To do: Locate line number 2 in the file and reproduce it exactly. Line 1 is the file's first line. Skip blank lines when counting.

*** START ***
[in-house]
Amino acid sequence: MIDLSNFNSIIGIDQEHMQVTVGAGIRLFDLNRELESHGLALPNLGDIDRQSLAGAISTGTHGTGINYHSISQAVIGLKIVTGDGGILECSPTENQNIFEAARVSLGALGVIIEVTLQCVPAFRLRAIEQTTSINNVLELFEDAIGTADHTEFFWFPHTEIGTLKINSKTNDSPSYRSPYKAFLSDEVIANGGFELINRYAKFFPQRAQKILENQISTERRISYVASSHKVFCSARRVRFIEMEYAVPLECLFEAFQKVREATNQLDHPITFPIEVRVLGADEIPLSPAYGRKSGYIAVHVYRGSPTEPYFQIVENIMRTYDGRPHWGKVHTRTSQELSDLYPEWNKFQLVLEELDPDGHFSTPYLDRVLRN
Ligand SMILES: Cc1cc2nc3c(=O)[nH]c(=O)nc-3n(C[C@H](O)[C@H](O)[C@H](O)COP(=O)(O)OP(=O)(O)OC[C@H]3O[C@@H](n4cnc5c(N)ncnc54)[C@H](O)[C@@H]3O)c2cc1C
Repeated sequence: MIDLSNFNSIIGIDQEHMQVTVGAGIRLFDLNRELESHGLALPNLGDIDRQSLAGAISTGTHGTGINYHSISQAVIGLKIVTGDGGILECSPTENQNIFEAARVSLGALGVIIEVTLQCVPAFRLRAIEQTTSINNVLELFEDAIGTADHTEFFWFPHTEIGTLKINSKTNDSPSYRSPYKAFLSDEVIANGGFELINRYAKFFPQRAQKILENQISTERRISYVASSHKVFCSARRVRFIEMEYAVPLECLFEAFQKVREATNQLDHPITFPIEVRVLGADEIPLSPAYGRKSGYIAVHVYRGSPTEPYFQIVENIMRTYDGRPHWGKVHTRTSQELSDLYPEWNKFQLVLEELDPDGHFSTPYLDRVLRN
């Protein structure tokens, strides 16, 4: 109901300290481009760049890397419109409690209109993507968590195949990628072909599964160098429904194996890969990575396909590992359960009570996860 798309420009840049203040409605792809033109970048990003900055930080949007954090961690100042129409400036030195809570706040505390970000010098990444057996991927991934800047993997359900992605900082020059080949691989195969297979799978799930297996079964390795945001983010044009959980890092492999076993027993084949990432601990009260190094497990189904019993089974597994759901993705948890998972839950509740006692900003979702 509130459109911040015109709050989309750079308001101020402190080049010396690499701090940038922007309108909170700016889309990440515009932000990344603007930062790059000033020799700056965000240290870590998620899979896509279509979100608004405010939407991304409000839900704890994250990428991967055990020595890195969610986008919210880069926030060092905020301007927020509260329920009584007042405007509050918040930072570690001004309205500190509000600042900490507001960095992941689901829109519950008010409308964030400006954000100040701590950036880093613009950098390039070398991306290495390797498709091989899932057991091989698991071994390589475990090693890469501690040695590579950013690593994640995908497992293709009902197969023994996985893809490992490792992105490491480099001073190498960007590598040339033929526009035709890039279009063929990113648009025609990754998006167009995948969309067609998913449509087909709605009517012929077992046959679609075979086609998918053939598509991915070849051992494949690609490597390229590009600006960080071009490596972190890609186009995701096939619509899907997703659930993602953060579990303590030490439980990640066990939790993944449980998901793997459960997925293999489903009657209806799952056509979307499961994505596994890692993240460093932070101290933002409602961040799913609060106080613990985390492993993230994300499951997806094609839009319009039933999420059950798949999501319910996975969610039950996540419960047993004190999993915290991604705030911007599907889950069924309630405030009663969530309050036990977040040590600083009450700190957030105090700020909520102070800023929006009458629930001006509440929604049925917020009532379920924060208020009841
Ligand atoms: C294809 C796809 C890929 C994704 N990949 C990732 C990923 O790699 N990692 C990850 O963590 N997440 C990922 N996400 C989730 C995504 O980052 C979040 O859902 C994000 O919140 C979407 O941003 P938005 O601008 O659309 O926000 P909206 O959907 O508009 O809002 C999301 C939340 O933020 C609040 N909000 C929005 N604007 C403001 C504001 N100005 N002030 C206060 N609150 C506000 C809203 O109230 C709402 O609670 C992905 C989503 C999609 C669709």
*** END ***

Amino acid sequence: MIDLSNFNSIIGIDQEHMQVTVGAGIRLFDLNRELESHGLALPNLGDIDRQSLAGAISTGTHGTGINYHSISQAVIGLKIVTGDGGILECSPTENQNIFEAARVSLGALGVIIEVTLQCVPAFRLRAIEQTTSINNVLELFEDAIGTADHTEFFWFPHTEIGTLKINSKTNDSPSYRSPYKAFLSDEVIANGGFELINRYAKFFPQRAQKILENQISTERRISYVASSHKVFCSARRVRFIEMEYAVPLECLFEAFQKVREATNQLDHPITFPIEVRVLGADEIPLSPAYGRKSGYIAVHVYRGSPTEPYFQIVENIMRTYDGRPHWGKVHTRTSQELSDLYPEWNKFQLVLEELDPDGHFSTPYLDRVLRN